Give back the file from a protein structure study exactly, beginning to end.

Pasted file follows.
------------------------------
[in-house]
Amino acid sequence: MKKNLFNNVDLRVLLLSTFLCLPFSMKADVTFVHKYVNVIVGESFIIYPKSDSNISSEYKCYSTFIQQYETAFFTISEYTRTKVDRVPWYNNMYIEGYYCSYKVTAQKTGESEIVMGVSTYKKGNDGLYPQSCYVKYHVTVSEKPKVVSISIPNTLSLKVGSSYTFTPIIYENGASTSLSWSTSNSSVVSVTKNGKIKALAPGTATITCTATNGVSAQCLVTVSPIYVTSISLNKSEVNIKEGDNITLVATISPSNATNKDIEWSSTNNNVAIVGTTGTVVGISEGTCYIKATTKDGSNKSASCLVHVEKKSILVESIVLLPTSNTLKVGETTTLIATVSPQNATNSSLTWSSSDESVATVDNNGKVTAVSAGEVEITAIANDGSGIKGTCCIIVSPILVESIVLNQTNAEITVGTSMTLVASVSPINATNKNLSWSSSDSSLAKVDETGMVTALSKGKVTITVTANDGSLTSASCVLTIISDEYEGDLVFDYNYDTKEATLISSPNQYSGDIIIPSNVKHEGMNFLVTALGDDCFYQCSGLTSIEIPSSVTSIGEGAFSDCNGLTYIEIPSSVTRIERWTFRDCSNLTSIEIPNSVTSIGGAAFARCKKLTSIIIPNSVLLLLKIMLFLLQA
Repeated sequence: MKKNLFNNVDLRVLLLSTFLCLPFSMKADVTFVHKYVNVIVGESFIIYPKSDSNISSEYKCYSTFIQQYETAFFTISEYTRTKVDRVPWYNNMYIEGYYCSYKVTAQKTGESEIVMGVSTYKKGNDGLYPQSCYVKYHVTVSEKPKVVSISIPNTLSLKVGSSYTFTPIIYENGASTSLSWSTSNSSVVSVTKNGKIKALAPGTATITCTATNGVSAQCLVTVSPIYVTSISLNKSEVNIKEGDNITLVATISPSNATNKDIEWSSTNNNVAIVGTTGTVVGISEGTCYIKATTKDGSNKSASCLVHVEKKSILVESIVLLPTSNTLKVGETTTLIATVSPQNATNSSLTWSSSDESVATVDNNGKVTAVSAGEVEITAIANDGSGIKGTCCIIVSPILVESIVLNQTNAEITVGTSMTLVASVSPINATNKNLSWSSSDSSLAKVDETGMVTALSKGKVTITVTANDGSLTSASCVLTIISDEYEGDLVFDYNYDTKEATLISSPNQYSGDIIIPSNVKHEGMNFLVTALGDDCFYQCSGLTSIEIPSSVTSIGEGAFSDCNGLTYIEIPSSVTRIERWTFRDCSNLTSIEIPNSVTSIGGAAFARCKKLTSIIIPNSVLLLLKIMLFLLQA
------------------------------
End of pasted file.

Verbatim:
[in-house]
Amino acid sequence: MKKNLFNNVDLRVLLLSTFLCLPFSMKADVTFVHKYVNVIVGESFIIYPKSDSNISSEYKCYSTFIQQYETAFFTISEYTRTKVDRVPWYNNMYIEGYYCSYKVTAQKTGESEIVMGVSTYKKGNDGLYPQSCYVKYHVTVSEKPKVVSISIPNTLSLKVGSSYTFTPIIYENGASTSLSWSTSNSSVVSVTKNGKIKALAPGTATITCTATNGVSAQCLVTVSPIYVTSISLNKSEVNIKEGDNITLVATISPSNATNKDIEWSSTNNNVAIVGTTGTVVGISEGTCYIKATTKDGSNKSASCLVHVEKKSILVESIVLLPTSNTLKVGETTTLIATVSPQNATNSSLTWSSSDESVATVDNNGKVTAVSAGEVEITAIANDGSGIKGTCCIIVSPILVESIVLNQTNAEITVGTSMTLVASVSPINATNKNLSWSSSDSSLAKVDETGMVTALSKGKVTITVTANDGSLTSASCVLTIISDEYEGDLVFDYNYDTKEATLISSPNQYSGDIIIPSNVKHEGMNFLVTALGDDCFYQCSGLTSIEIPSSVTSIGEGAFSDCNGLTYIEIPSSVTRIERWTFRDCSNLTSIEIPNSVTSIGGAAFARCKKLTSIIIPNSVLLLLKIMLFLLQA
Repeated sequence: MKKNLFNNVDLRVLLLSTFLCLPFSMKADVTFVHKYVNVIVGESFIIYPKSDSNISSEYKCYSTFIQQYETAFFTISEYTRTKVDRVPWYNNMYIEGYYCSYKVTAQKTGESEIVMGVSTYKKGNDGLYPQSCYVKYHVTVSEKPKVVSISIPNTLSLKVGSSYTFTPIIYENGASTSLSWSTSNSSVVSVTKNGKIKALAPGTATITCTATNGVSAQCLVTVSPIYVTSISLNKSEVNIKEGDNITLVATISPSNATNKDIEWSSTNNNVAIVGTTGTVVGISEGTCYIKATTKDGSNKSASCLVHVEKKSILVESIVLLPTSNTLKVGETTTLIATVSPQNATNSSLTWSSSDESVATVDNNGKVTAVSAGEVEITAIANDGSGIKGTCCIIVSPILVESIVLNQTNAEITVGTSMTLVASVSPINATNKNLSWSSSDSSLAKVDETGMVTALSKGKVTITVTANDGSLTSASCVLTIISDEYEGDLVFDYNYDTKEATLISSPNQYSGDIIIPSNVKHEGMNFLVTALGDDCFYQCSGLTSIEIPSSVTSIGEGAFSDCNGLTYIEIPSSVTRIERWTFRDCSNLTSIEIPNSVTSIGGAAFARCKKLTSIIIPNSVLLLLKIMLFLLQA